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Palatal Expansion

Palatal expanders are common orthodontic devices used to widen your palate to correct issues with your bite, the alignment of your teeth, or your breathing.

The palate is another name for the roof of your mouth, which separates the cavities of the nose and the mouth and is also a part of the upper jaw. The upper jaw is also called the maxilla, and it consists of both the palate and the entire upper arch of teeth. In children, the two bones of the maxilla are not yet fused into what is called the midline suture. It’s most efficient to treat narrow palates with a palatal expander when patients are young so that we can take advantage of the plasticity of their midline suture. When you schedule an orthodontic exam when your child is young, this allows us to intervene early if your child’s palate is narrow, allowing for an easier overall orthodontic experience.

Sometimes, when the palate is too narrow, patients come to us with bite issues as well as tooth alignment and breathing issues. Orthodontists use a proven and efficient device called a palatal expander to successfully widen the palate during orthodontic treatment. Palatal expansion can improve the airway and create more space for breathing. We watch the airway closely before and after treatment to ensure airway-friendly orthodontics. During your consultation appointment with the trusted doctors at Harwell & Cook Orthodontics, you will receive a comprehensive examination to see if a palatal expander is something that will be added to your treatment plan.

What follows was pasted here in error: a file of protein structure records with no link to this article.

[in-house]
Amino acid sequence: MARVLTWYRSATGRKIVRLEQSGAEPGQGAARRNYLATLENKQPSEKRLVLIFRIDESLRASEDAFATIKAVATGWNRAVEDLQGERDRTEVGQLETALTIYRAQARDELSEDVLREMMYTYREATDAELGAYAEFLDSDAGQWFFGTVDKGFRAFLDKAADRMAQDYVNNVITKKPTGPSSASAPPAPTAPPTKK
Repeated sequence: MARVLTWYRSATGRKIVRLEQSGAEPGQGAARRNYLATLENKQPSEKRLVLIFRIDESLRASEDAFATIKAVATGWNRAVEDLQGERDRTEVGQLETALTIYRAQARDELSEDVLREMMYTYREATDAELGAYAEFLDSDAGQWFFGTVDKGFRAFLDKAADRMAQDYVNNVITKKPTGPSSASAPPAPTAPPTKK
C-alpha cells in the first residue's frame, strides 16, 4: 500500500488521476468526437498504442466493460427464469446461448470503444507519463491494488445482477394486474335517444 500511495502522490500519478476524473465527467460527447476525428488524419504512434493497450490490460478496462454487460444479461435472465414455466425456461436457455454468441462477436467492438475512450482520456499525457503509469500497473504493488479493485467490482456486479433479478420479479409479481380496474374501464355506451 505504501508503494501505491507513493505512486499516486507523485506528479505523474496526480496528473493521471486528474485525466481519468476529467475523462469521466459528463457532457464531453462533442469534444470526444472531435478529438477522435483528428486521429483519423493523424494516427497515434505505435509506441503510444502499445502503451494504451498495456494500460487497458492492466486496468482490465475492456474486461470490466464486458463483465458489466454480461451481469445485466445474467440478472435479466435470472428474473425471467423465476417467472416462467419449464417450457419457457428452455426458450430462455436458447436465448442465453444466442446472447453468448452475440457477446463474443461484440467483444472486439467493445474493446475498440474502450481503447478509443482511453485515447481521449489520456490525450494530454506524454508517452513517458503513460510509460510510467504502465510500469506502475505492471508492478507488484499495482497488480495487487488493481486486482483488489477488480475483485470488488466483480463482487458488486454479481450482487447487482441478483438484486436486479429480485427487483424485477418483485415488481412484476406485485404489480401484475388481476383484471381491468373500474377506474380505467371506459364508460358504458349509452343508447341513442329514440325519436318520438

What is a palatal expander?

The palatal expander is a common orthodontic appliance that gently applies pressure to stimulate bone growth at the midline suture. When palatal expansion is a part of you or your child’s treatment plan, this device will be attached to the upper molars to apply a precise amount of pressure for about six months. In general, the process is gentle and does not cause discomfort, although there can be some minimal soreness at times. It is normal to develop a small gap between the two front teeth as the palate expands during treatment, but this gap almost always closes on its own. If it does not, braces may be used after use of the palatal expander to correct the spacing of the teeth.

Palatal Expansion in the Texas and Oklahoma Panhandles

Our helpful staff is available to schedule your complimentary consultation with Dr. Anthony or Dr. Cook to create a detailed plan for you or your child’s orthodontic needs, including an assessment of the palate and airway. We look forward to getting started!